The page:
Rhetoric in the industry is hardening as plans move toward implementation
The honeymoon period is well and truly over for the Coalition Government that has attracted so much praise, in the field of pensions at least, in its first months in office.
As the anniversary of the coalition agreement approaches, ministers are drawing as many criticisms as plaudits.
It looks as though the Government is soon to be on the receiving end of a series of writs from a number of pensioner bodies on account of its changes of indexation rates, with some employers and trustees in for similar treatment no doubt.
And, covered in this month’s issue, the DWP has also been on the wrong end of a tonguelashing from Stuart Southall, chairman of ACA, for failure to do more to promote occupational pensions in the workplace.
The Government is also coming under fire from the defined benefit sector, worried at what will be yet another ’final nail’ if contracting out goes forever. And George Osborne’s plan to harmonise income tax and National Insurance has been roundly slammed as unlikely ever to see the light of day.
Meanwhile, the battles within different financial services sectors are also being played out in an increasingly vocal fashion, as providers, advisers, trustees and politicians realise how much is at stake as reforms are pushed through at break-neck speed. Witness Duncan Howorth’s strong but well-argued defence of short service refunds.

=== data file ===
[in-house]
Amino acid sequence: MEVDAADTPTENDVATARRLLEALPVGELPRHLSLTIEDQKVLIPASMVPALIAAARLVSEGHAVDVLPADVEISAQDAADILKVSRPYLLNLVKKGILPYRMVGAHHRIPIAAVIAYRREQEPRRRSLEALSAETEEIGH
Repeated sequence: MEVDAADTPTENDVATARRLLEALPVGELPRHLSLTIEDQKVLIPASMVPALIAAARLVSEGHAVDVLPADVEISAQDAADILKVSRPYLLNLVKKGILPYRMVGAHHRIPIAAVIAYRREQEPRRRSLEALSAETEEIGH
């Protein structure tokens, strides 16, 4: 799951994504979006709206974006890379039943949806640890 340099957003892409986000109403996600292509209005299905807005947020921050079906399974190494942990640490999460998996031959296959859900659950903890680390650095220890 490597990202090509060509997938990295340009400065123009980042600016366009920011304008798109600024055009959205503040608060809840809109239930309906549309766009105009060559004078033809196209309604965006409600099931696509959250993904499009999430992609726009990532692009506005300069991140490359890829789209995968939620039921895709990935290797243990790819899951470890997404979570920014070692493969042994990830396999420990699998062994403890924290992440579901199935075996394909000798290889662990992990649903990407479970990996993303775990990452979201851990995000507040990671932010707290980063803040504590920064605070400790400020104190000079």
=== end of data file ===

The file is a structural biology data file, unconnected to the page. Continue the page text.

In the field of healthcare meanwhile it seems advisers are not just pitted against advisers, but also against providers, in a dual pricing development that former AMII chair Mike Izzard considers a serious threat to the entire sector.
As the changes in the industry come to a crescendo in the coming months I predict we will be seeing more of the same.
You can’t make an omelette without breaking eggs it looks like getting messy in the kitchen.
John Greenwood, editor